Feeds

Microsoft's Passport service: No Marylanders allowed?

Newsforge spots conflict of interest

  • alert
  • submit to reddit

Boost IT visibility and business value

Passport is Microsoft's online wallet service, to which you're supposed to sign in once and shop online feeling all secure forever after.

Except, perhaps, in Maryland, where the local version of the UCITA law, which Microsoft itself worked to pass, conflicts with Passport's terms of use so heavily that Maryland residents are apparently not eligible to use Passport.

Passport's terms of use say, in small part:

This agreement is governed by the laws of the State of Washington, U.S.A. You hereby irrevocably consent to the exclusive jurisdiction and venue of courts in King County, Washington, U.S.A. in all disputes arising out of or relating to the use of the Passport Web Site or service. Use of the Passport Web Site and service is unauthorized in any jurisdiction that does not give effect to all provisions of these terms and conditions, including without limitation this paragraph.

(The above passage is under "general" in Passport's 2,212-word terms-of-use agreement, for those of you actually checking my accuracy.)

What's that mean? Basically, if you want to sue Microsoft because its self-proclaimed "powerful online security technology" allowed some script kiddie in a formerly communist country to access your credit card number, or Microsoft wants to sue you for misusing the service, you have to play ball on Microsoft's home turf. (You Passport fans in Australia or Luxembourg or south Florida, for that matter, may want to think about that scenario before you sign up.)

It also appears that Microsoft is attempting to bar residents of Maryland and, potentially, other states considering the Uniform Computer Information Transactions Act from using Passport with this sentence in the terms-of-use agreement: "Use of the Passport Web Site and service is unauthorized in any jurisdiction that does not give effect to all provisions of these terms and conditions, including without limitation this paragraph."

Maryland's much-maligned UCITA, which is slightly different from the version originally proposed, gives its state courts jurisdiction over software licensing issues for Maryland residents and companies. (Here's the text of Maryland's UCITA, but it's in rich text [rtf] format.)

Of course, UCITA also binds consumers to the software license agreements they sign, so it would seem that Maryland's UCITA would contradict itself in this case -- by giving Maryland courts jurisdiction over software disputes at the same time it ties the user to an agreement to use courts in King County, Wash.

Maryland Delegate Kumar Barve, a sponsor of UCITA and chairman of the House Subcommittee on Science and Technology, says Microsoft may be on the losing end in a fight between its terms of use and UCITA. When a state government creates consumer protection laws, that law trumps individual agreements such as Passport's. Maryland's UCITA doesn't change that practice of which state's law would be followed in such a case -- what it does affect is the venue.

So in the case of a Marylander suing Microsoft over Passport, a Maryland judge would decide where the case was tried. If Microsoft was a tiny little company that didn't have much of a business presence in Maryland, it might persuade a judge to allow it to defend itself back home in Redmond. But most judges, Barve says, are likely to decide that Microsoft does have a "significant business presence" in the state, and therefore, would likely make Microsoft's lawyers take the long airplane ride into BWI.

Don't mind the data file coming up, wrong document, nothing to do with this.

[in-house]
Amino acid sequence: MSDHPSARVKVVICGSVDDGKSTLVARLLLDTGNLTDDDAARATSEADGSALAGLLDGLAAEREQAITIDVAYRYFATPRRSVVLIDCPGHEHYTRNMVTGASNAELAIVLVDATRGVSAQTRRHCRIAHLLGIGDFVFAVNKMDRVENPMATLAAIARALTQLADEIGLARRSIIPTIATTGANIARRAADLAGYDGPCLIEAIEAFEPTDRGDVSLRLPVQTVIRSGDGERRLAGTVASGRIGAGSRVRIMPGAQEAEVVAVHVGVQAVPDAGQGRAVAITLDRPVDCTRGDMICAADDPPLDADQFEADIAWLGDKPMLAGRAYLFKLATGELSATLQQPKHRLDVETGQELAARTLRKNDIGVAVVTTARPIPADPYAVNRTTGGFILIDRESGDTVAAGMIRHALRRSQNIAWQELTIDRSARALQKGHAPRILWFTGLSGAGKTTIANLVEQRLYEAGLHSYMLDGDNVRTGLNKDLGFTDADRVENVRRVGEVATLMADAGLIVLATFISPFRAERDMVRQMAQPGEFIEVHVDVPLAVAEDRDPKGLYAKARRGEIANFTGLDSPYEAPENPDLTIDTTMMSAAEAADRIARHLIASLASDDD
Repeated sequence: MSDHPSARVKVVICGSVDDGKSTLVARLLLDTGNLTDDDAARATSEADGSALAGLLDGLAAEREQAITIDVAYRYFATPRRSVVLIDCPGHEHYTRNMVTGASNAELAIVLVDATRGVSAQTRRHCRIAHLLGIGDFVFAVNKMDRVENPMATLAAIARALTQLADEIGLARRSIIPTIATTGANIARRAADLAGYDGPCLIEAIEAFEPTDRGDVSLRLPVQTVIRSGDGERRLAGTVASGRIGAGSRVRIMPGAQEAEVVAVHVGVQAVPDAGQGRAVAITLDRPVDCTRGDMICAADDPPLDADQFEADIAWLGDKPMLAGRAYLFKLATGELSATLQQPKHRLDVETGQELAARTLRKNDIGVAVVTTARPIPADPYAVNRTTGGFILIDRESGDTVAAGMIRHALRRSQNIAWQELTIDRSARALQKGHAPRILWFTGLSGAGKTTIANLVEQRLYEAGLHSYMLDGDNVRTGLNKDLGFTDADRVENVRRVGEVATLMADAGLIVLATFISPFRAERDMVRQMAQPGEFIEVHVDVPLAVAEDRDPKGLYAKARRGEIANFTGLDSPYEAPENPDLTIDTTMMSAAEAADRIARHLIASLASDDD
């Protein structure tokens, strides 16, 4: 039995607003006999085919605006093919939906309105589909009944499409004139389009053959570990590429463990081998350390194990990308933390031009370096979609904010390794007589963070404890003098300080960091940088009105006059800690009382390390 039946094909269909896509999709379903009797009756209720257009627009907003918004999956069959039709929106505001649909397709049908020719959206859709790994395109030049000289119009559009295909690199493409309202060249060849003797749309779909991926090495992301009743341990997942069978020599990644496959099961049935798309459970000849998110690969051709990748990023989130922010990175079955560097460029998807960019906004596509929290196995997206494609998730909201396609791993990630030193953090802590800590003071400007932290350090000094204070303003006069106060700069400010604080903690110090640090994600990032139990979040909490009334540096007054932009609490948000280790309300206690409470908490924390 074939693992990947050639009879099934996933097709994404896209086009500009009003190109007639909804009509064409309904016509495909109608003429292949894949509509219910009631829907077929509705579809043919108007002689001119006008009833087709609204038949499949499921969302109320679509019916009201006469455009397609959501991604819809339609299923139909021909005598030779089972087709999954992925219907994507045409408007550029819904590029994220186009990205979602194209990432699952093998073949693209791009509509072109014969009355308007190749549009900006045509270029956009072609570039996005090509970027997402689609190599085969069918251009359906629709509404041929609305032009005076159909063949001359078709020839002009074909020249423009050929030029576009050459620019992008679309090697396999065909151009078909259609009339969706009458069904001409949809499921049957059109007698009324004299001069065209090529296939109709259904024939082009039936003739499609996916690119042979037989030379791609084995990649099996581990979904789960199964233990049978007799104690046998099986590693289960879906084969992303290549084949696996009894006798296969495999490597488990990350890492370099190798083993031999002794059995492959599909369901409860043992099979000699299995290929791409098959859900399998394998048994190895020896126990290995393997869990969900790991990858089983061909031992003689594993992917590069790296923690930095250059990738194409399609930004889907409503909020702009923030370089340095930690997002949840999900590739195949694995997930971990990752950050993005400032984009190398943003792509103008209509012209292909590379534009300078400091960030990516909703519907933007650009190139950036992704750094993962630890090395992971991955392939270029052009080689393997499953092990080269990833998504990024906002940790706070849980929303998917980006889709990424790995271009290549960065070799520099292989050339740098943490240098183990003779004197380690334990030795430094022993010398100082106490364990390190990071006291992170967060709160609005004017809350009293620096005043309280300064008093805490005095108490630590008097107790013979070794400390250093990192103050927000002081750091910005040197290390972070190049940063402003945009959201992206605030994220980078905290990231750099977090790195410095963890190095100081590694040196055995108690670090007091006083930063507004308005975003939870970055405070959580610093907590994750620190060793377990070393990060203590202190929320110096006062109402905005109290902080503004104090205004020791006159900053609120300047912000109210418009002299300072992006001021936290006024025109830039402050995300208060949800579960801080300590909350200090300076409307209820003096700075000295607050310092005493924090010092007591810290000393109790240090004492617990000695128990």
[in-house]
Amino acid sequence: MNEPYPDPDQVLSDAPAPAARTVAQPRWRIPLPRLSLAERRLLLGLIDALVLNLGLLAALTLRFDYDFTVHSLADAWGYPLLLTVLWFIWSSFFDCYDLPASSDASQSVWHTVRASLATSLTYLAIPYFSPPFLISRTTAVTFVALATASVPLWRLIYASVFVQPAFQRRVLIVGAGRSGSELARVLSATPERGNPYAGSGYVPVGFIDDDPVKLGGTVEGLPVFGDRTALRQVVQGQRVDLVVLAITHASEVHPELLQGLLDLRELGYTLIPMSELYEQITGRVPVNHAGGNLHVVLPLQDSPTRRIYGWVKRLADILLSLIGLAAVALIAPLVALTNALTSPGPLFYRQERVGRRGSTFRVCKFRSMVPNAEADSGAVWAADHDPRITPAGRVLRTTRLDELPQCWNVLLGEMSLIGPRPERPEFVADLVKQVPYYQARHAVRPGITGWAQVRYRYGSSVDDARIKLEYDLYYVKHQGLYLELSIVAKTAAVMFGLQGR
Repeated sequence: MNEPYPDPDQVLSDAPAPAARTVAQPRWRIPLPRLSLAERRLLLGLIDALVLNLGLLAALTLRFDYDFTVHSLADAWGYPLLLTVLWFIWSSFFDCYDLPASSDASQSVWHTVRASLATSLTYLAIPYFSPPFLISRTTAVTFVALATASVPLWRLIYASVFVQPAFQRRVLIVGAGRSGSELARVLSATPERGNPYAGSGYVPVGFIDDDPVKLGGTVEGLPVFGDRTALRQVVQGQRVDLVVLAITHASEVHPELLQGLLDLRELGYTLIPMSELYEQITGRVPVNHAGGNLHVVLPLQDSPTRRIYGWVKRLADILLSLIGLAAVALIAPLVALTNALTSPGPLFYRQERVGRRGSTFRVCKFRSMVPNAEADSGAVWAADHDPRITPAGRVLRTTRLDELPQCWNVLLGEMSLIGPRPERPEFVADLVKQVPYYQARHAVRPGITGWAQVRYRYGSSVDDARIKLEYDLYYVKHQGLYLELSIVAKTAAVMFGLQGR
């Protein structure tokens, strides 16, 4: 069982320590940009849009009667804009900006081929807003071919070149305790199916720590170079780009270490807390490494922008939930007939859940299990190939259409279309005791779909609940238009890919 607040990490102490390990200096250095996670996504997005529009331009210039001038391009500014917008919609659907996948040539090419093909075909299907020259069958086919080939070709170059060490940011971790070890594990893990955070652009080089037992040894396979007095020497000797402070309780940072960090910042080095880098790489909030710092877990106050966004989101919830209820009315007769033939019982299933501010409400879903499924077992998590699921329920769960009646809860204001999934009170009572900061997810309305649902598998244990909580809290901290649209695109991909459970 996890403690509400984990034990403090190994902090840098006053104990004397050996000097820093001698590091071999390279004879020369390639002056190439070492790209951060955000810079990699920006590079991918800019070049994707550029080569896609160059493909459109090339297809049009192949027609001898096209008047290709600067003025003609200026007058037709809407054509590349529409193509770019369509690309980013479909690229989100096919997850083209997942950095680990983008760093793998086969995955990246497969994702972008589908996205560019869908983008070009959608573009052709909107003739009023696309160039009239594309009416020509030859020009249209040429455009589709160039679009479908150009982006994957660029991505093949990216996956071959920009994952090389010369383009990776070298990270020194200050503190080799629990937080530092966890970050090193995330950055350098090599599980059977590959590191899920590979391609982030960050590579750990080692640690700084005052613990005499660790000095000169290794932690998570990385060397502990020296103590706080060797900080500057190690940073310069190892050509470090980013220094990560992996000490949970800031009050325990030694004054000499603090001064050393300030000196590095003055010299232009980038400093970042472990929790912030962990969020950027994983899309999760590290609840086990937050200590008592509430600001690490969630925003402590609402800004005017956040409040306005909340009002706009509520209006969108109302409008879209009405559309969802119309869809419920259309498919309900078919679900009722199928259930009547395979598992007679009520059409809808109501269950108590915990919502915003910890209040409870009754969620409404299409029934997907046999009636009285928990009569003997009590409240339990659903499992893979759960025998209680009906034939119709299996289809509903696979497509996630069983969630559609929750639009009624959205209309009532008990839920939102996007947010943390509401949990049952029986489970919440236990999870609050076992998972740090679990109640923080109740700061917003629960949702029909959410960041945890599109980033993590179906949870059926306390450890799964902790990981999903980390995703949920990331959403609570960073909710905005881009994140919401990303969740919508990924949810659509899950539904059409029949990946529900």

Of course, Microsoft could always challenge Maryland's UCITA. We wouldn't dare to encourage frivolous lawsuits, but it might be kind of fun to observe a slugfest between the boys from Redmond and the folks that brought us the distasteful UCITA -- including Microsoft itself.

© Newsforge.com. All rights reserved.

Build a business case: developing custom apps

More from The Register

next story
KDE releases ice-cream coloured Plasma 5 just in time for summer
Melty but refreshing - popular rival to Mint's Cinnamon's still a work in progress
Leaked Windows Phone 8.1 Update specs tease details of Nokia's next mobes
New screen sizes, dual SIMs, voice over LTE, and more
Mozilla keeps its Beard, hopes anti-gay marriage troubles are now over
Plenty on new CEO's todo list – starting with Firefox's slipping grasp
Apple: We'll unleash OS X Yosemite beta on the MASSES on 24 July
Starting today, regular fanbois will be guinea pigs, it tells Reg
Another day, another Firefox: Version 31 is upon us ALREADY
Web devs, Mozilla really wants you to like this one
Secure microkernel that uses maths to be 'bug free' goes open source
Hacker-repelling, drone-protecting code will soon be yours to tweak as you see fit
Cloudy CoreOS Linux distro declares itself production-ready
Lightweight, container-happy Linux gets first Stable release
prev story

Whitepapers

Implementing global e-invoicing with guaranteed legal certainty
Explaining the role local tax compliance plays in successful supply chain management and e-business and how leading global brands are addressing this.
Boost IT visibility and business value
How building a great service catalog relieves pressure points and demonstrates the value of IT service management.
Why and how to choose the right cloud vendor
The benefits of cloud-based storage in your processes. Eliminate onsite, disk-based backup and archiving in favor of cloud-based data protection.
The Essential Guide to IT Transformation
ServiceNow discusses three IT transformations that can help CIO's automate IT services to transform IT and the enterprise.
Maximize storage efficiency across the enterprise
The HP StoreOnce backup solution offers highly flexible, centrally managed, and highly efficient data protection for any enterprise.